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the Degree Confluence Project
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Canada : British Columbia

33.1 km (20.6 miles) WSW of Falls Creek, BC, Canada
Approx. altitude: 894 m (2933 ft)
([?] maps: Google MapQuest Multimap topo topo250 world confnav)
Antipode: 50°S 58°E

Accuracy: 30 m (98 ft)
Click on any of the images for the full-sized picture.

#2: Group photo at confluence #3: Photo of GPS at 50N 122W #4: Map of areaPhotos #5: Pond blocking access road on return journey #6: Upper falls

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  50°N 122°W (visit #2) (secondary) 

#1: looking towards the four points of the compass

(visited by Pat Hayman, Chad Hewson, Alastair McClymont and Anders Christensen)

31-May-2002 -- "Why on Earth would you want to trek into the middle of nowhere, and risk life and limb in search of a meaningless map coordinate?", I asked. "Because it's there", came Pat Hayman's reply. And so began our journey of discovery, to seek out confluence point 50°N, 122°W.

"No man is an island", Hayman informed me beforehand, "of critical importance is a team of experienced, highly motivated individuals who can assist me with this challenge".

Hayman, a veteran of tree planting campaigns in northern Ontario, was no stranger to the outdoors and at once set about selecting a team of solid performers he knew he could depend on. Renowned Danish explorer, Anders Christiansen, just happened to be in Vancouver at the time and was signed immediately. Chad Hewson, a B.C. native, was an essential selection, not only for his local knowledge but for his reputation as a world class navigator. Myself? I just happened to be in the right place at the right time.

We knew full well that if we were to conquer confluence point 50°N, 122°W, meticulous planning and preparation was required. An attempt in late May/early June was desired as it best suited our busy schedules. Warm, sunny conditions were forecast for the period May 30th through to June 2nd and we jumped at this window of opportunity.

We set out from Vancouver late on the afternoon of Thursday the 30th. It was decided we should camp within Nahatlatch Provincial Park and set out at first light the following morning.

We were slow to rise after a night of hearty drinking and marshmallow toasting, but departed base camp at around 8am. Following directions established from the first attempt at this confluence by Patton et al. [2001], we drove our rented Ford Explorer up the nearby 4WD drive track to a point where we couldn't go on without the risk of scratching our shiny vehicle's paintwork, thereby forfeiting our damage deposit.

The initial walk to the Mehatl Creek Falls was quite pleasant and we took time out to take in the magnificent surrounds and pose comically for photographs. We were all in good spirits at this early stage - the calm before the storm. From here we proceeded up the eastern side of the Mehatl Creek valley. At 6.5 km out from the confluence, the terrain quickly turned nasty. As Chad Hewson so eloquently recalls, "we were about to undertake the 6.5 kilometres of bulls**t".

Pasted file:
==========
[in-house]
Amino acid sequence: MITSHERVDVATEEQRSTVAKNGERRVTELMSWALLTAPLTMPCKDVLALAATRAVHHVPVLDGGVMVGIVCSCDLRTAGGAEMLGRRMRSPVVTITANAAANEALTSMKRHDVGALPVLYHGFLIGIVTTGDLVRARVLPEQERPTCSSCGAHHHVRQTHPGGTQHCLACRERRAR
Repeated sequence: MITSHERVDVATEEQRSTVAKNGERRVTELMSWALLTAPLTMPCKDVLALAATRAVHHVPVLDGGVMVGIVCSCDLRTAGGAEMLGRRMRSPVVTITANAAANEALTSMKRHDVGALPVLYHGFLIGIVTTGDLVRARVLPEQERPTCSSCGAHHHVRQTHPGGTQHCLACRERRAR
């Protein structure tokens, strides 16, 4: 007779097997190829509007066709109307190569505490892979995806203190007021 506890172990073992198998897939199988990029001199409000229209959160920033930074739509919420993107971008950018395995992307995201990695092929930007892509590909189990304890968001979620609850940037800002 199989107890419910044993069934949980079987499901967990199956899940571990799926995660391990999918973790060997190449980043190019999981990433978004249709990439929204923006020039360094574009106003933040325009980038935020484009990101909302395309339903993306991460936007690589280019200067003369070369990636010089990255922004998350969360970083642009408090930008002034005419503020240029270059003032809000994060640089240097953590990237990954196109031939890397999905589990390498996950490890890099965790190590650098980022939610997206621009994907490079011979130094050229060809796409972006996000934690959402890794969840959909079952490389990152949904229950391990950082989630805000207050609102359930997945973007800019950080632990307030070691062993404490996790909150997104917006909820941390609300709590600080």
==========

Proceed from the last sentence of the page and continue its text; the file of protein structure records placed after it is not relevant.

After traversing the steep slopes for some time, we decided to alleviate the stress on our ankles and descend to flatter ground. We soon found ourselves bashing through thick undergrowth and climbing over and around fallen trees, all the time keeping an eye out for bears, cougars and other flesh-hungry animals. We were prepared for such an encounter, but only Hayman's bear spray and my Swiss army knife stood between us and a grizzly death at the hands of these savage beasts. The tension was palpable.

We were just 200 m from the confluence when tragedy struck. Hewson slipped on a loose rock and dropped the GPS. He was quick to compose himself but a look of horror took over his face as he realized the batteries had fallen out of the GPS and down the steep canyon slopes, lost, forever. This was a potential breaking point for us. I struggled to remain diplomatic over Hewson's role in what had just transpired and Christiansen cursed wildly in his native Danish tongue. It was here that Hayman's leadership qualities came to the fore however. He produced spare batteries from his backpack and we moved on. We had a good chuckle over the whole affair afterwards and still remain good friends to this day.

At approximately 14:30 PST we arrived at the confluence. We gathered around the GPS and read off the coordinates: 50° 00' 00" N, 122° 00' 00" W. Rather than show an overzealous display of emotion, a sight all too common these days, we just shook hands and warmly congratulated each other - after all the job was only half done. The accompanying photographs attest to our achievement. We spent precious few minutes at the confluence as we knew the return journey would be a race before nightfall.

On the return leg we maintained our high morale by discussing potential World Cup football results and traded jokes that true gentlemen can tell only in the field. We were all very tired but kept up a good pace and returned safely to the car at around 9pm. We were elated to make it back without major injury, only mosquito bites, a few scratches, and mild chaffing to show for our experience. We left Nahatlatch numb with exhaustion but quietly satisfied with our achievements.

Days later I sought Pat Hayman's thoughts on what we had accomplished. "Mother Nature was angry that day, my friend", he growled, "like an old man turning back soup at a deli. But what we showed out there on that magical day in May, is that a team of hacks can achieve true greatness". Amen.


 All pictures
#1: looking towards the four points of the compass
#2: Group photo at confluence
#3: Photo of GPS at 50N 122W
#4: Map of areaPhotos
#5: Pond blocking access road on return journey
#6: Upper falls
ALL: All pictures on one page (broadband access recommended)